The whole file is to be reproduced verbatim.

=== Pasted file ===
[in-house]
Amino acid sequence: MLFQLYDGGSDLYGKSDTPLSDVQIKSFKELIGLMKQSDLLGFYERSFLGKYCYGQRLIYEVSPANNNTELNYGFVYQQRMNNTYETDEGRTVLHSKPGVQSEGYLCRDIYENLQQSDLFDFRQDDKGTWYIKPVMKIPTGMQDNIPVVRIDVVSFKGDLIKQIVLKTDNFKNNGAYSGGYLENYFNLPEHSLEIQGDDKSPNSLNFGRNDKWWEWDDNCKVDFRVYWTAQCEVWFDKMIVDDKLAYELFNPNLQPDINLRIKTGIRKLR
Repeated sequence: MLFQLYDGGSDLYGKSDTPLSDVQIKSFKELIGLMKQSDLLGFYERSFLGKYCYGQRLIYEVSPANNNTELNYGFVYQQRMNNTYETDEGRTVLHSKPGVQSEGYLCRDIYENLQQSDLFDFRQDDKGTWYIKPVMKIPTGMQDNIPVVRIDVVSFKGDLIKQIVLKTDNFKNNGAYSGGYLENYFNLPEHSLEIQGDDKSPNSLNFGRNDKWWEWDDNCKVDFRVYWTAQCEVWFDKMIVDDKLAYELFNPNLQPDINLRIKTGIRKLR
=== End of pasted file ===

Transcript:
[in-house]
Amino acid sequence: MLFQLYDGGSDLYGKSDTPLSDVQIKSFKELIGLMKQSDLLGFYERSFLGKYCYGQRLIYEVSPANNNTELNYGFVYQQRMNNTYETDEGRTVLHSKPGVQSEGYLCRDIYENLQQSDLFDFRQDDKGTWYIKPVMKIPTGMQDNIPVVRIDVVSFKGDLIKQIVLKTDNFKNNGAYSGGYLENYFNLPEHSLEIQGDDKSPNSLNFGRNDKWWEWDDNCKVDFRVYWTAQCEVWFDKMIVDDKLAYELFNPNLQPDINLRIKTGIRKLR
Repeated sequence: MLFQLYDGGSDLYGKSDTPLSDVQIKSFKELIGLMKQSDLLGFYERSFLGKYCYGQRLIYEVSPANNNTELNYGFVYQQRMNNTYETDEGRTVLHSKPGVQSEGYLCRDIYENLQQSDLFDFRQDDKGTWYIKPVMKIPTGMQDNIPVVRIDVVSFKGDLIKQIVLKTDNFKNNGAYSGGYLENYFNLPEHSLEIQGDDKSPNSLNFGRNDKWWEWDDNCKVDFRVYWTAQCEVWFDKMIVDDKLAYELFNPNLQPDINLRIKTGIRKLR